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Software

Raspberry Pi 4, Ubuntu 20.04, PoE Hat Fan Control

I recently acquired an 8Gb Raspberry Pi 4 and promptly installed Ubuntu 20.04 on it to see how it worked. Right away, I was excited that the PoE Hat worked and that it booted without any problems, except that the fan on the Hat was no longer controllable the way that it used to be.

It appears that the old way of using config.txt and friends to override those settings no longer works.

Here’s what you need to do:

sudo nano /etc/udev/rules.d/50-rpi-fan.rules

Put this in it to start with, and tweak as needed for your situation:

SUBSYSTEM=="thermal"
KERNEL=="thermal_zone3"

# If the temp hits 81C, highest RPM
ATTR{trip_point_0_temp}="82000"
ATTR{trip_point_0_hyst}="3000"
#
# If the temp hits 80C, higher RPM
ATTR{trip_point_1_temp}="81000"
ATTR{trip_point_1_hyst}="2000"
#
# If the temp hits 70C, higher RPM
ATTR{trip_point_2_temp}="71000"
ATTR{trip_point_2_hyst}="3000"
#
# If the temp hits 60C, turn on the fan
ATTR{trip_point_3_temp}="61000"
ATTR{trip_point_3_hyst}="5000"
#
# Fan is off otherwise

Categories
Software

macOS Disk Utility “Operation cancelled”

When trying to use Disk Utility to make a backup of one of my Raspberry Pi’s, I was repeatedly seeing an error that was causing my backup to fail.

Operation cancelled

Disk Utility

Not particularly helpful.

For me, the fix involved setting the Disk Utility application to have Full Disk Access inside macOS System Preferences, under Security & Privacy, and then Privacy.

Once I did this, everything started working again! 🥳

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Raspberry Pi PoE Hat Fan Control

I noticed yesterday that the fans on the PoE Hat of my Raspberry Pi 4’s were behaving strangely. They were both kicking on based more on time than temperature, even though neither of them seemed that hot.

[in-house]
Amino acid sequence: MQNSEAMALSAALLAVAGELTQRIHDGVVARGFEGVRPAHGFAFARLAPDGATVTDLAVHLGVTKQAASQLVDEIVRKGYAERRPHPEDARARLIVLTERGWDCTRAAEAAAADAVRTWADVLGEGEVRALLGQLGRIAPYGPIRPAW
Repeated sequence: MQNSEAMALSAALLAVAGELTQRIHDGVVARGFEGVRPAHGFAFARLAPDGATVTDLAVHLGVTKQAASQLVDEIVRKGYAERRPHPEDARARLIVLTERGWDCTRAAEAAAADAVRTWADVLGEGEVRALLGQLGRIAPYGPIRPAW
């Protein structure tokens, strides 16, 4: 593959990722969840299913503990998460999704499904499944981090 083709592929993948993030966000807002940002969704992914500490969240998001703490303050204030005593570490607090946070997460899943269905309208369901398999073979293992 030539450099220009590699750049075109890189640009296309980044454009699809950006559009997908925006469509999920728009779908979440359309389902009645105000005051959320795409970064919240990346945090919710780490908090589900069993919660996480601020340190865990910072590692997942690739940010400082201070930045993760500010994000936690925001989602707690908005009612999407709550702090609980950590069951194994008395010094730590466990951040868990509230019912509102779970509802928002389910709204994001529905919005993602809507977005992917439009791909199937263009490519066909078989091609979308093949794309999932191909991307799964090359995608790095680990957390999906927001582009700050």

You can check the temperature via the command line like this:

/opt/vc/bin/vcgencmd measure_temp

And you’ll get something like:

temp=42.0'C

That didn’t seem hot enough to me to warrant the fans going full blast, and it doesn’t help that these fans have a high-pitched whine to them, making them audibly louder than all of my rack mounted Ubiquiti gear.

I decided to take the fan configuration into my own hands, but I had to go hunting for the proper settings first.

Name: rpi-poe
Info: Raspberry Pi PoE HAT fan
Load: dtoverlay=rpi-poe,<param>[=<val>]
Params: poe_fan_temp0 Temperature (in millicelcius) at which the fan turns on (default 50000)

poe_fan_temp0_hyst Temperature delta (in millicelcius) at which the fan turns off (default 5000)

poe_fan_temp1 Temperature (in millicelcius) at which the fan speeds up (default 55000)

poe_fan_temp1_hyst Temperature delta (in millicelcius) at which the fan slows down (default 5000)

Open Nano to edit the boot config, like this:

sudo nano /boot/config.txt

Near the bottom add something like this:

# PoE Hat Fan Speeds
dtparam=poe_fan_temp0=65000,poe_fan_temp0_hyst=5000
dtparam=poe_fan_temp1=67000,poe_fan_temp1_hyst=2000

Then, reboot! Now, the fans won’t kick on until they hit 65’C, they’ll speed up at 67’C. For my setup, that silences them almost completely, while still keeping them reasonably cool and safe.